At Assiniboine, we are designing our courses in three hour chunks called "modules". This is documented at By designing courses in this way, we can assemble new courses in a matter of minutes to meet the precise demands of the student, our corporate partners, or government. In a demo last week, for example, I designed an eight hour course, called "Internet Communications", in about 10 minutes by combining modules from our Computer Systems course and our English course.

Peter is using this methodology to build what are, essentially, print courses supported by email. His reasoning, quoted above, is two-fold: it's hard to read from computer screens, and it's hard (especially for beginners) to switch between two applications at once.

But I think students will find this mode of delivery limiting. True, courses can and should be supported by print material. As the Wired editors pointed out some months back, print is an unparalleled medium for high-content thought. And web designers have known for some time that users do not read web pages, they scan them. However, not all aspects of all courses are best delivered via print media.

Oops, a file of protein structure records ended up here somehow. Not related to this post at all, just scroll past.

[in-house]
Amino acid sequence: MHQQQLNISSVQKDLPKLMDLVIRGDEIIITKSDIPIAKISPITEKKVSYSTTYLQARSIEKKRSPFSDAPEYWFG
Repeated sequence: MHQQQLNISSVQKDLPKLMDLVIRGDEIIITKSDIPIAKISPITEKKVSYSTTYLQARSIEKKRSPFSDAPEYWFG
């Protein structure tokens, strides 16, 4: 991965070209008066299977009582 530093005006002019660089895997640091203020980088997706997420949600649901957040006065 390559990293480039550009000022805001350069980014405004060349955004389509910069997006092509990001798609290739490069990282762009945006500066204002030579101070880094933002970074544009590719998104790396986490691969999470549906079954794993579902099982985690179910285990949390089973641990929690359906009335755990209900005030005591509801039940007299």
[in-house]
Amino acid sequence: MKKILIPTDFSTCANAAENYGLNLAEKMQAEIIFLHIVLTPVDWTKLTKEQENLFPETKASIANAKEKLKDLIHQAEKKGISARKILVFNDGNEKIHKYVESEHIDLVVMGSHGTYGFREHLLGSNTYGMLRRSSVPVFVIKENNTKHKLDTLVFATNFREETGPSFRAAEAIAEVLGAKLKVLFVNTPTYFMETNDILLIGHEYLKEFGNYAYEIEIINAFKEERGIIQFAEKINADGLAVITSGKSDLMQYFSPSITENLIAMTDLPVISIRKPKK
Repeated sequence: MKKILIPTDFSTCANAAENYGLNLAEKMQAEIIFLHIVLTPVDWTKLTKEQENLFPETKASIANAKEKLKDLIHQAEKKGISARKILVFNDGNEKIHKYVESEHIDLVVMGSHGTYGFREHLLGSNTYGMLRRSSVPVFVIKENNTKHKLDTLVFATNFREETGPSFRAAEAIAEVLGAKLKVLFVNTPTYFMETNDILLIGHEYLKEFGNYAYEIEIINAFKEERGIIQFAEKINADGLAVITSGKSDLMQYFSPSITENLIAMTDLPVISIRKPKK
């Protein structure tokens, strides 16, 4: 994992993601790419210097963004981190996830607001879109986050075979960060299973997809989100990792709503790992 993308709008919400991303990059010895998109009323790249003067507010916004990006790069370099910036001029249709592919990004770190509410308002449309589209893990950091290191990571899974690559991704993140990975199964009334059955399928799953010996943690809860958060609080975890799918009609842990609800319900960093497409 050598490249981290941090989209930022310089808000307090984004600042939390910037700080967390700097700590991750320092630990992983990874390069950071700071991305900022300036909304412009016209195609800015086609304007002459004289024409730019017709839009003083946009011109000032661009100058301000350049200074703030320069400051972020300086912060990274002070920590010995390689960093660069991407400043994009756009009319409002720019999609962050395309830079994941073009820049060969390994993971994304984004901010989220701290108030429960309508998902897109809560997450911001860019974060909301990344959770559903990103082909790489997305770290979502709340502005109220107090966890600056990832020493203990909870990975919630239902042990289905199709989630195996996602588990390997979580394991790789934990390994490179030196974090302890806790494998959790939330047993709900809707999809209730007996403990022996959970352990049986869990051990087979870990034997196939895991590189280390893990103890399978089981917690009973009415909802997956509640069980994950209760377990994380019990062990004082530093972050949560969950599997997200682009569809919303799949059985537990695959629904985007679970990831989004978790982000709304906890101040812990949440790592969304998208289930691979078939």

Computer programs are a good example of this. While it is possible to learn how to run software from a book alone (the 'Teach yourself in 21 days' series is an excellent example), it is easier to learn if you see the operations demonstrated on the screen in front of you. The tutorial in "Scientific Notebook" is a good example ("Scientific Notebook" is a mat/science document processing program; highly recommended).